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Mumbai let down all of us

Mumbai let down all of us

Author: Editorial
Publication: Free Press Journal
Date: May 5, 2009

So this is what they meant being engaged citizens! The abysmally low voting in Mumbai on Thursday belies the tall talk Mumbaikars had collectively indulged in following the 26/11 terrorist attack on the most prominent symbols of the metropolis. The traumatic events, it was said, had changed Mumbaikars forever. Now they were more aware of the national, state and local political scene and were determined to change it for the better. Indeed, in the wake of the three-daylong dance of death, televised live into every Indian home, quite a number of educated and successful professionals had come forward to participate in the democratic process. Which explained the rise of a brand new party and the decision of a well-established banking industry professional and a practising doctor to plunge into the electoral arena. While one welcomed this show of activism by the well-off classes in the hope that it would make a difference to the quality of our political life, one is afraid, the extremely low turn-out on Thursday has disappointed all lovers of democracy. Clearly, the chattering classes cannot bring themselves up to make a wee-bit of sacrifice for the sake of the greater cause, that is, Indian democracy.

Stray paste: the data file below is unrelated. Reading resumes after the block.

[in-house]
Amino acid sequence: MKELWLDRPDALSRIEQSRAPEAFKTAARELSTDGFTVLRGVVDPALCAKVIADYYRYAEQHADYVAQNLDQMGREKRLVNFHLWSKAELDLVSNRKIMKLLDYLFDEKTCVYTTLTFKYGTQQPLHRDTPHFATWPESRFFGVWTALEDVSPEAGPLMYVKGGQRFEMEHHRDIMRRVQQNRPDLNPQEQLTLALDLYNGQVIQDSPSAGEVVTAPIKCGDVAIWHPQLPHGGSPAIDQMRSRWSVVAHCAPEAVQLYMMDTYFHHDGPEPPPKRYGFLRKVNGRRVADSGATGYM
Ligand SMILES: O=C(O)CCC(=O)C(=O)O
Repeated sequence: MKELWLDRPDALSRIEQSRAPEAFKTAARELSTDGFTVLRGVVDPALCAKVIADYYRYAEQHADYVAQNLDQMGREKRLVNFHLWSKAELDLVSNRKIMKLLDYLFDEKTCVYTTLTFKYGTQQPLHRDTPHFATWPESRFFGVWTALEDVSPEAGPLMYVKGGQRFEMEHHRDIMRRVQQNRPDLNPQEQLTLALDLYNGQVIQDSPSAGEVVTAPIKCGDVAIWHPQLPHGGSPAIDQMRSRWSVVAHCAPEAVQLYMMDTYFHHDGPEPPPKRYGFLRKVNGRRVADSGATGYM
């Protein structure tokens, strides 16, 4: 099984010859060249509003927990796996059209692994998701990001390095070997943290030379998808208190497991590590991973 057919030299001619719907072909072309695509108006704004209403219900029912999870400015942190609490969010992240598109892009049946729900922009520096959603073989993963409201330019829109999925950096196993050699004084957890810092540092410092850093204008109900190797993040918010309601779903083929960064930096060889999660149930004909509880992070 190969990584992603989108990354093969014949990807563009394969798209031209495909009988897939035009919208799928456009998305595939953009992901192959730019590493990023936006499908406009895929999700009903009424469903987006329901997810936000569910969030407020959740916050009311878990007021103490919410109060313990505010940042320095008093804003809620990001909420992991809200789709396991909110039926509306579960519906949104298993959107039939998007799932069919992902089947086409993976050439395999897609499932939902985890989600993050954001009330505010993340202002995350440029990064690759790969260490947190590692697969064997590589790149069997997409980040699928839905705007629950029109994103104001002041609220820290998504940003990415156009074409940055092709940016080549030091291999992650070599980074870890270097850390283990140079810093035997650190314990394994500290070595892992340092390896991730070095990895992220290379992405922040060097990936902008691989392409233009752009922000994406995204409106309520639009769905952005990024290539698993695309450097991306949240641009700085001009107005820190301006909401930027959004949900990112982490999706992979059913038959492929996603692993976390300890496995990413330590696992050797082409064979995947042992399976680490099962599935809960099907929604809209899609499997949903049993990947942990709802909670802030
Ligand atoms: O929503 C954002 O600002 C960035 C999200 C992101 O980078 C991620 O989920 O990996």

Most shockingly, the poll percentage in Mumbai was lower than even the 47.5 registered in the 2004 election. Okay, the extra polling day holiday tempted the leisure class to go out of Mumbai for an extended week-end. If only these passive stakeholders in democracy realized that their vote could make a difference, that they were called upon to spare some time but only once in every five years, that through their vote they could elect the least bad among candidates on offer, the polling percentage would not have been so shamefully low.

Sorry to say, the middle and upper-classes have not done themselves proud by shirking their duty by the nation. The educated classes cannot complain if there is an increasing criminalization of politics, if money and muscle-power play a dominant role in the electoral process. For five years, you hear in well-appointed drawing rooms across urban India about the growing hold over our democratic system of the lumpen elements. And when the opportunity comes to correct that wrong, to try and check that downward slide, you give democracy a miss. Not done. By choosing to stay away from the polling booths, the South Mumbai-types have sought to opt out of the system, the very system they committed to improve, and change, if possible, after the horrendous 26/11 Mumbai attack.

Of course, one can condone the low turn-out in the far-flung rural parts of the country where the means of transportation are limited and no major bread-and butter issues are on the agenda of politicians. But in the case of Mumbai voters, there were no such excuses. Okay, there was oppressive heat and humidity. But those who wanted to take over the reins of the nation in their own hands in the wake of the Mumbai attack may like to explain why they played truant with Indian democracy on the most important day when their vote could have made a difference in choosing the next set of rulers. Mumbai has failed India.

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